Fact 1 – Siponimod (Novartis Pharmaceuticals) trialed for SPMS, but the FDA label sits as Clinically isolated syndrome (the first clinical episode), Relapsing-remitting MS, and active Secondary progressive MS.
Fact 2 – Ocrelizumab (Genentech, Roche Pharmaceuticals) trialed for RRMS/PPMS; the latter has been shown to be most efficacious in those with active disease and OCB+ (oligoclonal band positive on lumbar puncture). However, the FDA label simply sits as relapsing or primary progressive forms of MS. The UK NICE recommendation is for RRMS and treating earlier forms of primary progressive MS (PPMS) with imaging features characteristic of inflammatory activity in adults. Over this past week the NHS England Blue Teq forms (used for reimbursement of drug costs) was disclosed with the following specifications for PPMS: a) confirmation the patient has a disgnosis of early PPMS with active disease, defined by the appearance of new lesions confirmed by two MRI studies taken at least 6 months apart OR one or more gadolinium enhancing lesions on one MRI over the last three years; b) EDSS score; c) agreed at multidisciplinary team meeting; d) recording all of the above for audit purposes. This strikes me as very liberal, especially the unspecified EDSS (the EDSS score defines the degree of disability level in a PwMS) cutoff.
So what is going on? Why is there a disconnect between the original Pharma request (Sponsor) and the final approval specifications?
Opinion 1 – they think that neurologists are too stupid to join the dots, or too brain dead with managing their clinical load to think on their feet.
Opinion 2 – I favor this one more. The regulatory bodies/health providers realize that MS is simply one disease (within reason) and are not bothered by who (PwMS) receives the treatment at the end of the day, as long as it works.
Opinion 3 – This magnanimous offer may represent the proverbial carrot to entice Pharma to really push their game and start working across the board with MS as a single disease entity, and also to encourage new clinical trials into SPMS and PPMS.
This is not a multiple choice….
This week at ECTRIMS 2019 in Stockholm further analysis on Siponimod were presented. The focus was on whether Siponimod has any influence on the time to wheelchair use (EDSS ≥ 7.0). They measured the length of time until a person progresses to EDSS ≥ 7.0 based on sustained progression until the last assessment in the core part of the EXPAND study (up to 3 years). The most interesting was the multistate modelling performed on the overall population from the EXPAND trial (Siponimod N=1099, placebo N=546), Figure 1 below.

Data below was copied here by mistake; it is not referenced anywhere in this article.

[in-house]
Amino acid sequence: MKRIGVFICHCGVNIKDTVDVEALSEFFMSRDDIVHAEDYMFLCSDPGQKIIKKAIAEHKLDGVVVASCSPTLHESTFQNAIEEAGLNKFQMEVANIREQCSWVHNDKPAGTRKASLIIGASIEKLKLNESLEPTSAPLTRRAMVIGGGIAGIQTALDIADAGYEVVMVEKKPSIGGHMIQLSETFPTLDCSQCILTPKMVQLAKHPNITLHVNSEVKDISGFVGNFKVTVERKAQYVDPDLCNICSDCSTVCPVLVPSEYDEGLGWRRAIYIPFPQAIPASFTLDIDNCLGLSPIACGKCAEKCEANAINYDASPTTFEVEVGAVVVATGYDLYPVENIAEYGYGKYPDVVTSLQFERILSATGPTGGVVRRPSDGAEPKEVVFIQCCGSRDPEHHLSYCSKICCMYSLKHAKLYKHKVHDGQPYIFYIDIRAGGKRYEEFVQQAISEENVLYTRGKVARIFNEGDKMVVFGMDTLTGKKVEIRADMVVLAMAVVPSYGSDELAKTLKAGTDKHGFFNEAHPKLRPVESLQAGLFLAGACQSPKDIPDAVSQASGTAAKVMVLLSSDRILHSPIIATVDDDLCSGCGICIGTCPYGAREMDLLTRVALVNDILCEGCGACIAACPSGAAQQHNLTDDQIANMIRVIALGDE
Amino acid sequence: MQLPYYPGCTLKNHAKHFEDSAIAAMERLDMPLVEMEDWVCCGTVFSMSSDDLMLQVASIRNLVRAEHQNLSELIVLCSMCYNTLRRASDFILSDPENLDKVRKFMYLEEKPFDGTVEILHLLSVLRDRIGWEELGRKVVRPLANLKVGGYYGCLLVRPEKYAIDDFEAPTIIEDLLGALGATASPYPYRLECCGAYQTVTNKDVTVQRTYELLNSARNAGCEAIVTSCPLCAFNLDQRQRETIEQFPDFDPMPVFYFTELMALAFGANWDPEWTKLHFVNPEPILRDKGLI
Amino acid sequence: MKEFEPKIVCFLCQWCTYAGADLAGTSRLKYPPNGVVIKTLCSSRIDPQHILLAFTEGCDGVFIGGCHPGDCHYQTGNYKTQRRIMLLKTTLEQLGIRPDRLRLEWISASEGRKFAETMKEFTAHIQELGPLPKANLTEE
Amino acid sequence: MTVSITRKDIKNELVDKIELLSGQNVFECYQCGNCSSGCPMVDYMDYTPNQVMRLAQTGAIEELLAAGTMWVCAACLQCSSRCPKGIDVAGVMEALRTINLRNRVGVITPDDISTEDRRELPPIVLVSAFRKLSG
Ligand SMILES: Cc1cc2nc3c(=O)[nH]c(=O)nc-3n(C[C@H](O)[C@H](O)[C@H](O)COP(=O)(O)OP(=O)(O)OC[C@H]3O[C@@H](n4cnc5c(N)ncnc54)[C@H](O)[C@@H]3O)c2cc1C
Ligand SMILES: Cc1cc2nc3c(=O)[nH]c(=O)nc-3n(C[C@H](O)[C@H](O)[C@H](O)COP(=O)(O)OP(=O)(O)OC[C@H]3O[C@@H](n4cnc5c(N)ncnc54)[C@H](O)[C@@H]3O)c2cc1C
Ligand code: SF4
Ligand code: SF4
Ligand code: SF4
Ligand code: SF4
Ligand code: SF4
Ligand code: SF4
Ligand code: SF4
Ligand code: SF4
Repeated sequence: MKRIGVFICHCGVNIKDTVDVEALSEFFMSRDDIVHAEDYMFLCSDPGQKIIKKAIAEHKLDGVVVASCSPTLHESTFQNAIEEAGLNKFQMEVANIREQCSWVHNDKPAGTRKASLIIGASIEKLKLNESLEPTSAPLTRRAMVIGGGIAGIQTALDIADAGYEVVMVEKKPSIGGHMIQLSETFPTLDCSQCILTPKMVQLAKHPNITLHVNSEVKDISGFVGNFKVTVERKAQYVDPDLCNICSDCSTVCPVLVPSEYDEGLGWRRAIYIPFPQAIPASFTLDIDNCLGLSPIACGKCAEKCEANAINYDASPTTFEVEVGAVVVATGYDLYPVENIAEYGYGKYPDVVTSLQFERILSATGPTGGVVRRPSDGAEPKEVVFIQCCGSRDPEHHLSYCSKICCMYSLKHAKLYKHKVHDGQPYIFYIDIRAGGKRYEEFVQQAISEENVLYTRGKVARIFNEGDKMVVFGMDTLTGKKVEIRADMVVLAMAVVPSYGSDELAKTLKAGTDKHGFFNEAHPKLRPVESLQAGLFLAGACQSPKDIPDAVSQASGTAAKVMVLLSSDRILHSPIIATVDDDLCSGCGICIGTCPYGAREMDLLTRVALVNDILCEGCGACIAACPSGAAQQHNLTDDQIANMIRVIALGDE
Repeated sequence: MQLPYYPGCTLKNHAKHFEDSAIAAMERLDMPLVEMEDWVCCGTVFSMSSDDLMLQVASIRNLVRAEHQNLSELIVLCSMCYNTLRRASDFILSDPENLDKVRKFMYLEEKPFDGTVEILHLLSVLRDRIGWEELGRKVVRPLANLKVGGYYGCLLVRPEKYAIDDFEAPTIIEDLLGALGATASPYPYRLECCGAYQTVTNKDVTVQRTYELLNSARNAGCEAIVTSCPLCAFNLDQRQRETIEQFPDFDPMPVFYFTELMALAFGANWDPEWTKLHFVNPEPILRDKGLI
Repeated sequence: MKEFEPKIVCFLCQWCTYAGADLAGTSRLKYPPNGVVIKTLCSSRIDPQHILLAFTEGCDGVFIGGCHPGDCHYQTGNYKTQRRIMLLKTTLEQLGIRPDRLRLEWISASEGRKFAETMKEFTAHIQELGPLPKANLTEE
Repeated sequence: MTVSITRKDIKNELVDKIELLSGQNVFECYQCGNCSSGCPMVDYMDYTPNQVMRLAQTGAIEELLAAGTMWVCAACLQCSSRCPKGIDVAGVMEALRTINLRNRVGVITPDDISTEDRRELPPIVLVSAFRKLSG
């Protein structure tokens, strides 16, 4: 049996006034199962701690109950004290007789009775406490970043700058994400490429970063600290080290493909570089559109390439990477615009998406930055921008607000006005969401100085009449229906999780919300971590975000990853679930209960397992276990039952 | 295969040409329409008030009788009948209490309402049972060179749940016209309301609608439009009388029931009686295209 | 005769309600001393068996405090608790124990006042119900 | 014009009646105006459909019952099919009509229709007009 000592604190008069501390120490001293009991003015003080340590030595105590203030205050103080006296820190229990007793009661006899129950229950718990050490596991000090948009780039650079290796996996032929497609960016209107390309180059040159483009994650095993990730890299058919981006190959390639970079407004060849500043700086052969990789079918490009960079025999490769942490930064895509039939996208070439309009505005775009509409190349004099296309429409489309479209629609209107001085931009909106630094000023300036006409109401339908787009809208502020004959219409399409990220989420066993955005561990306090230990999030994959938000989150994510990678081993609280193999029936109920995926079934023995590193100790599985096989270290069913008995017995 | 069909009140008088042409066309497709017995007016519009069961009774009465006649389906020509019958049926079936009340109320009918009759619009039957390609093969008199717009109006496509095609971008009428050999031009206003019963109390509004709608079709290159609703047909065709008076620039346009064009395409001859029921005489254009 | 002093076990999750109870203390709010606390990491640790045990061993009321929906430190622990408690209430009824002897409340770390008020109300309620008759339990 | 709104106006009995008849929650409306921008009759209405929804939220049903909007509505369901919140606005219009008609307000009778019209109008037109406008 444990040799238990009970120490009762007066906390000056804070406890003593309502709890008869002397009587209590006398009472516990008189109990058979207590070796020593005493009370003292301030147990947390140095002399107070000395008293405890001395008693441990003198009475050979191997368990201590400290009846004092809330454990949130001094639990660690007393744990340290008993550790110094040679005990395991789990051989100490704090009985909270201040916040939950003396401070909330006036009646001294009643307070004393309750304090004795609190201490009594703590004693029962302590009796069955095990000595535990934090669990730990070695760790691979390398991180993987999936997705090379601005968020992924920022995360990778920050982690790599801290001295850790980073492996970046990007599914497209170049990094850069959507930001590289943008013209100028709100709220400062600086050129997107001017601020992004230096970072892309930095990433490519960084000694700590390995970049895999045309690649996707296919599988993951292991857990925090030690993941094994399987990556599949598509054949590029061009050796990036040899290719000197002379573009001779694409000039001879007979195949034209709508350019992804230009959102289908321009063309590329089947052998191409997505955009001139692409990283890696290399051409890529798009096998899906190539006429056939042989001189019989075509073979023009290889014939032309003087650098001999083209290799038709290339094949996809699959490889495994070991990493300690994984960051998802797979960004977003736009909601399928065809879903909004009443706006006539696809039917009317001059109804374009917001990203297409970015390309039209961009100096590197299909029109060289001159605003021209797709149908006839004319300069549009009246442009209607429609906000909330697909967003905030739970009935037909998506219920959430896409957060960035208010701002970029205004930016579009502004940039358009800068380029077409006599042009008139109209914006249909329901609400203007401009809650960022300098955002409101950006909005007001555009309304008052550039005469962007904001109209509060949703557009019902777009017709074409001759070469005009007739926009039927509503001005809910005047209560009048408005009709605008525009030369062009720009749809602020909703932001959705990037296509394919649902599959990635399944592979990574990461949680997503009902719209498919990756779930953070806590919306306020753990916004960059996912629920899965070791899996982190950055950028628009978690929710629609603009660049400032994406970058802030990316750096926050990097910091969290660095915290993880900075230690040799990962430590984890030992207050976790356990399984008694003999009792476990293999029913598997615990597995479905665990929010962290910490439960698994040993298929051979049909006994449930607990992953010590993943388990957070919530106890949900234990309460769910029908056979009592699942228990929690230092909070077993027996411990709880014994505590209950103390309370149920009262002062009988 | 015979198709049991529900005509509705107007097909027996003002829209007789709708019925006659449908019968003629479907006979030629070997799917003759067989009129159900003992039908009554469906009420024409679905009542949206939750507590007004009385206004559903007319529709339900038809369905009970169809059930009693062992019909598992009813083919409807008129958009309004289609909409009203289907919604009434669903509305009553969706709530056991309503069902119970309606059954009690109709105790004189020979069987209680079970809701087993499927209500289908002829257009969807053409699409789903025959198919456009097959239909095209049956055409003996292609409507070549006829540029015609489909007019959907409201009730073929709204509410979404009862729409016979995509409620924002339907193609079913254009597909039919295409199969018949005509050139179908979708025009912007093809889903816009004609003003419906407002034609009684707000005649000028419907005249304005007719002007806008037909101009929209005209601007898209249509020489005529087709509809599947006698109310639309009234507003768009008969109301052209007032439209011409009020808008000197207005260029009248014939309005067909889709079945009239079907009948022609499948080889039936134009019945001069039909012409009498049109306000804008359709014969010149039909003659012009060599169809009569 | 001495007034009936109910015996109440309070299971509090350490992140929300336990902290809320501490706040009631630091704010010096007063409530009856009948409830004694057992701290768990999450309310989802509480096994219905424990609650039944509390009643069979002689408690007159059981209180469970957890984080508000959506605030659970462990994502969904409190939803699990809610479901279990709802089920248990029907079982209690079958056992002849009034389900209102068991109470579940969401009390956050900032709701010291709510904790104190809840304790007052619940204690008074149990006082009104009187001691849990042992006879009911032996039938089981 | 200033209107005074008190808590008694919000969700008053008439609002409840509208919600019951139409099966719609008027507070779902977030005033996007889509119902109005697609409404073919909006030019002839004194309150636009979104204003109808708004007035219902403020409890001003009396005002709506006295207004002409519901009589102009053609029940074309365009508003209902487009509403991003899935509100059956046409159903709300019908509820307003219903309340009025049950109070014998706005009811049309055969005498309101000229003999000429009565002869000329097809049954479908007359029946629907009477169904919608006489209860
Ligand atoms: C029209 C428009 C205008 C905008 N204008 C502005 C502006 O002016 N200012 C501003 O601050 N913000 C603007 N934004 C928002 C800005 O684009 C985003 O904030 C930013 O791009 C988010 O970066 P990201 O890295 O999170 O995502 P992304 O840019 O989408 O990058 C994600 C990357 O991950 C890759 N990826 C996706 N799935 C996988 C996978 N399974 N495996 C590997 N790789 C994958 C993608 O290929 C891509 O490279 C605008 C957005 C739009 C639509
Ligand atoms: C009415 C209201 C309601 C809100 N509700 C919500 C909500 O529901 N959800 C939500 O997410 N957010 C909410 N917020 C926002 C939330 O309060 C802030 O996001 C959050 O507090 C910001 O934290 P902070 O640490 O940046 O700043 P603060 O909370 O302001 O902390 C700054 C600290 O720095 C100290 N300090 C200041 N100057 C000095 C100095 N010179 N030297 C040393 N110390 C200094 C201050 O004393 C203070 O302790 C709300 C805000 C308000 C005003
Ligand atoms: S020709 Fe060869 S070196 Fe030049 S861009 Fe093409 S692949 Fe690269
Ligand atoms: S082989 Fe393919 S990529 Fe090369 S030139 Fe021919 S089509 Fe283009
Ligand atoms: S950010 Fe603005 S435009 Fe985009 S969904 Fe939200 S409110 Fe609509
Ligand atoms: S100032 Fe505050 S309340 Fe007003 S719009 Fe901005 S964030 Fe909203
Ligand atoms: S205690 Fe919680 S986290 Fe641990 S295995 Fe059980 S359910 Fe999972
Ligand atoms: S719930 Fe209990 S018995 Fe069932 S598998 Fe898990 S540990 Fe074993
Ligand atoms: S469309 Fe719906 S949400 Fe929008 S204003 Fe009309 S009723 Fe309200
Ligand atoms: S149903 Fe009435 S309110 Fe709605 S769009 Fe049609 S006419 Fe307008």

PwMS on Siponimod had a 21% reduction in the risk of transitioning from EDSS ≤ 5 to EDSS 5.5-6 and a 28% reduction from ≥ 6.5 to sustained EDSS ≥ 7 versus placebo. The slight increase in the risk of moving from EDSS scores of 5.5-6.0 to 6.5 was compensated by similar improvements in the other direction.
The 6.5 year Open label (where the treatment assignation is known) Ocrelizumab treatment of PPMS from the ORATORIO study was also presented. Unlike with Siponimod they were looking at Time to wheelchair (EDSS ≥ 7.0) (see Figure 2 below) and time to onset of ≥ 20% increase in the 9-hole peg test (9-HPT, a measure of upper limb function) for at least 24 weeks (see Figure 3 below). In the open label study everyone was on Ocrelizumab (those who were initially on placebo [PBO] were swapped to Ocrelizumab, and those originally on Ocrelizumab [OCR] continued on Ocrelizumab]).
From this you can conclude that disability progression outcomes favored those on earlier and continuous treatment with Ocrelizumab versus delayed initiation. Earlier initiation reduced the risk of becoming wheelchair confined by 42% versus those switched from placebo, and by 35% with worsening hand function for at least 24 weeks from placebo.
Is it therefore any surprise that the regulatory bodies and healthcare providers have approved these two treatments for early use, as well as for later on; in fact throughout the MS disease course?